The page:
Make us your home page

Today’s top headlines delivered to you daily.

(View our Privacy Policy)

Back in school with a new heart

Shovon Greene heads to class at Northeast High on Monday.


Shovon Greene heads to class at Northeast High on Monday.

With 20 minutes left in the first day of school on Monday, American literature teacher Erin Parke gave her students an assignment.

"I want you to free write,'' she told the Northeast High School juniors. "The topic is, 'My hopes and dreams for this school year.' "

The class groaned.

Except for the boy sitting near the back of the room.

He quietly took out a black binder and started writing.

The chatter started five minutes later. But the boy's pen kept moving.

When the final bell rang 16-year-old Shovon Greene had listed some of the usual high school goals.

Bring his grades up.

Look for scholarships.

And one that was his alone.

Stay in school the whole year without going to the hospital.

• • •

As a sophomore, Shovon blended in at the Pinellas high school of roughly 2,000 students. His older brother, Justin, who graduated from Gibbs High last year, was the more boisterous one.

Only a few of his close friends knew this: There was something wrong with Shovon's heart. In fact, shortly after he was born doctors discovered several things wrong with this heart.

Only one side had developed. And his heart cavity was on the right side of his chest, instead of the left. By age 10, Shovon had undergone six surgeries — and had a pacemaker.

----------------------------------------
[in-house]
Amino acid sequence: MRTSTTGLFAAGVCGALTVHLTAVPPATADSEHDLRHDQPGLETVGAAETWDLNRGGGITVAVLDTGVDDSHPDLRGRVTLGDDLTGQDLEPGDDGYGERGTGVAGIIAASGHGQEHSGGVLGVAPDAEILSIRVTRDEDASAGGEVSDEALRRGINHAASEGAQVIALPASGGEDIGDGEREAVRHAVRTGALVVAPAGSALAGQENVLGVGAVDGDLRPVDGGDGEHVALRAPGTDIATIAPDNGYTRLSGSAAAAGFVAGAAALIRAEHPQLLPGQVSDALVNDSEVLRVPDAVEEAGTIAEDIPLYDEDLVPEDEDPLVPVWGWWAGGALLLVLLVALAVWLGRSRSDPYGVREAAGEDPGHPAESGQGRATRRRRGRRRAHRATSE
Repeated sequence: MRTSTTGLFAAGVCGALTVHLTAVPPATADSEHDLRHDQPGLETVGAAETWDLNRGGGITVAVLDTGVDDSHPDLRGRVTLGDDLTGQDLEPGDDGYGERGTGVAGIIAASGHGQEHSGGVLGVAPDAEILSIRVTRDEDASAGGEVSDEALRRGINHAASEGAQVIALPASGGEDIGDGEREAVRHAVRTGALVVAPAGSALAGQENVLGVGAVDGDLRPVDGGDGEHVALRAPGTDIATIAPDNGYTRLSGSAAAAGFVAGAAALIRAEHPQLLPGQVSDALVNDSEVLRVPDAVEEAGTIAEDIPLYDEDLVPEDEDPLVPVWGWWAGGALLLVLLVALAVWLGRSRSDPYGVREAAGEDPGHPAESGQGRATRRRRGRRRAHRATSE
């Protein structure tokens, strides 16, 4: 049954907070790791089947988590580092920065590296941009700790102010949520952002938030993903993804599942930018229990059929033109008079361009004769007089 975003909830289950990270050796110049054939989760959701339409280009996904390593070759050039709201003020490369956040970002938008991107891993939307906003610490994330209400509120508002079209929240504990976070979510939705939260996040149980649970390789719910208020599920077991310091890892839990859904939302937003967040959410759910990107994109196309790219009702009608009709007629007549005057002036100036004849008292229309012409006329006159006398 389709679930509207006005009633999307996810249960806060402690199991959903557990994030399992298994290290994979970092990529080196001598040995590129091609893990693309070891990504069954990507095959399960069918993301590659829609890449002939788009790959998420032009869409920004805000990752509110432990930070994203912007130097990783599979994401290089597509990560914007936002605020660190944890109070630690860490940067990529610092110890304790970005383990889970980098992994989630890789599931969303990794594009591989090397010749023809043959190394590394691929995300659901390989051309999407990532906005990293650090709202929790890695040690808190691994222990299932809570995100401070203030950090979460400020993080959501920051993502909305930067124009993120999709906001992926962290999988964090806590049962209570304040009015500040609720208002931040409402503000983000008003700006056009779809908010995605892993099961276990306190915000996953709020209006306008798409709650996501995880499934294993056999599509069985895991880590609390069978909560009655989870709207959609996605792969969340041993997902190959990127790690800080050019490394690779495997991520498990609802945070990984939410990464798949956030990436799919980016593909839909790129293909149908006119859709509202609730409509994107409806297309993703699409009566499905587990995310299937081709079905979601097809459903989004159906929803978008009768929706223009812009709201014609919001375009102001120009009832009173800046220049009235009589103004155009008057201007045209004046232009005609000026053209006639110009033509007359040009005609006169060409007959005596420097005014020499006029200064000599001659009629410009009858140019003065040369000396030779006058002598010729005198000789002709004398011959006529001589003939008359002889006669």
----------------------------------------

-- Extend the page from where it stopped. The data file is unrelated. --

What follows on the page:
Doctors hoped that would take care of it. Maybe Shovon wouldn't need a transplant.

But a month into his sophomore year, Octaverie Hall started to see troubling signs in her youngest son. He was sweating more, running out breath faster and got tired quicker.

The doctor's verdict: Shovon needed a new heart.

He never went back to Northeast.

• • •

Schools can be close-knit communities, even one as big as Northeast. And they are good at rallying around one of their own, raising money and mobilizing students, parents, teachers.

"Our staff really wrapped their arms around Shovon and his mom," said principal Paula Nelson, who sent out regular updates to the staff.

Shovon got a new heart on Nov. 11.

Life isn't easy after a transplant. There are gobs of medication to take. Tons of tests. Months of isolation. The risk of infection was too high.

He finished his sophomore courses online. It was hard being cooped up inside, he said. "Sometimes it was like, 'get me out of here,' " he said.

In June, Shovon's doctors finally gave him the green light to join the real teen world. He could have friends over. He could go to the movies. He could sit in the front seat of a car.

By that time, the summer months had set it. They seemed an eternity to Shovon.

"He just kept saying, 'I can't wait to go back to school, I can't wait to go back to school,' " said Hall, 49.

• • •

In the halls of Northeast High on Monday, Shovon became a magnet.

Gone: his hospital mask and gown, replaced by black sneakers, faded jeans and a white T-shirt with the words "I am a 1994 miracle," in red letters

Old friends caught up with him, giving him high-fives. His ninth-grade math teacher gave him a hug. A past reading teacher swore he had gotten taller. A television crew pulled him out of the cafeteria for an interview.